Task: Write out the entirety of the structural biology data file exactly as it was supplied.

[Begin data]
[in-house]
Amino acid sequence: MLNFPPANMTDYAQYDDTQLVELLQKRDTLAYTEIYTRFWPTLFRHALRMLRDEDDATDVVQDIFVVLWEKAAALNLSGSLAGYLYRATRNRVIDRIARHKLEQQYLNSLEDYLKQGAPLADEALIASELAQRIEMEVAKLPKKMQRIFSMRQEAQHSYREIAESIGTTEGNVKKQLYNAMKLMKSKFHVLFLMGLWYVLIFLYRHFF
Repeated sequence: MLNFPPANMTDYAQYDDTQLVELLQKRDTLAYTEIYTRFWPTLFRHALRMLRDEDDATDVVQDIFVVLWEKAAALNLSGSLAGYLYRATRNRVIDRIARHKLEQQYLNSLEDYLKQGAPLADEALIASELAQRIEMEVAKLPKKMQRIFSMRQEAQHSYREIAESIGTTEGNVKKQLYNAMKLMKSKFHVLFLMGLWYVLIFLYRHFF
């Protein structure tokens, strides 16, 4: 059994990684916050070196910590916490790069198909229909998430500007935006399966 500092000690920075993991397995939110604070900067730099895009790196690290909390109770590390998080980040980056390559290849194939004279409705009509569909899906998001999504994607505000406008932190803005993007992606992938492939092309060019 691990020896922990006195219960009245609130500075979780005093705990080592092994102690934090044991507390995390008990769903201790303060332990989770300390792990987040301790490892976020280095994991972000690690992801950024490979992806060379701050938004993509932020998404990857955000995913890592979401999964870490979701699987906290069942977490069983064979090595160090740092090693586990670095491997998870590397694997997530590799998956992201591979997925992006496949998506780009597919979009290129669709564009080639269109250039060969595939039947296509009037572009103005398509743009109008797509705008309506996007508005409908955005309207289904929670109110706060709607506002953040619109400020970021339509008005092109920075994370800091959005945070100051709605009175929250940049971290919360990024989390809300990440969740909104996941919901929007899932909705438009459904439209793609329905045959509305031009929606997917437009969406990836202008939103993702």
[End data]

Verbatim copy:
[in-house]
Amino acid sequence: MLNFPPANMTDYAQYDDTQLVELLQKRDTLAYTEIYTRFWPTLFRHALRMLRDEDDATDVVQDIFVVLWEKAAALNLSGSLAGYLYRATRNRVIDRIARHKLEQQYLNSLEDYLKQGAPLADEALIASELAQRIEMEVAKLPKKMQRIFSMRQEAQHSYREIAESIGTTEGNVKKQLYNAMKLMKSKFHVLFLMGLWYVLIFLYRHFF
Repeated sequence: MLNFPPANMTDYAQYDDTQLVELLQKRDTLAYTEIYTRFWPTLFRHALRMLRDEDDATDVVQDIFVVLWEKAAALNLSGSLAGYLYRATRNRVIDRIARHKLEQQYLNSLEDYLKQGAPLADEALIASELAQRIEMEVAKLPKKMQRIFSMRQEAQHSYREIAESIGTTEGNVKKQLYNAMKLMKSKFHVLFLMGLWYVLIFLYRHFF
């Protein structure tokens, strides 16, 4: 059994990684916050070196910590916490790069198909229909998430500007935006399966 500092000690920075993991397995939110604070900067730099895009790196690290909390109770590390998080980040980056390559290849194939004279409705009509569909899906998001999504994607505000406008932190803005993007992606992938492939092309060019 691990020896922990006195219960009245609130500075979780005093705990080592092994102690934090044991507390995390008990769903201790303060332990989770300390792990987040301790490892976020280095994991972000690690992801950024490979992806060379701050938004993509932020998404990857955000995913890592979401999964870490979701699987906290069942977490069983064979090595160090740092090693586990670095491997998870590397694997997530590799998956992201591979997925992006496949998506780009597919979009290129669709564009080639269109250039060969595939039947296509009037572009103005398509743009109008797509705008309506996007508005409908955005309207289904929670109110706060709607506002953040619109400020970021339509008005092109920075994370800091959005945070100051709605009175929250940049971290919360990024989390809300990440969740909104996941919901929007899932909705438009459904439209793609329905045959509305031009929606997917437009969406990836202008939103993702």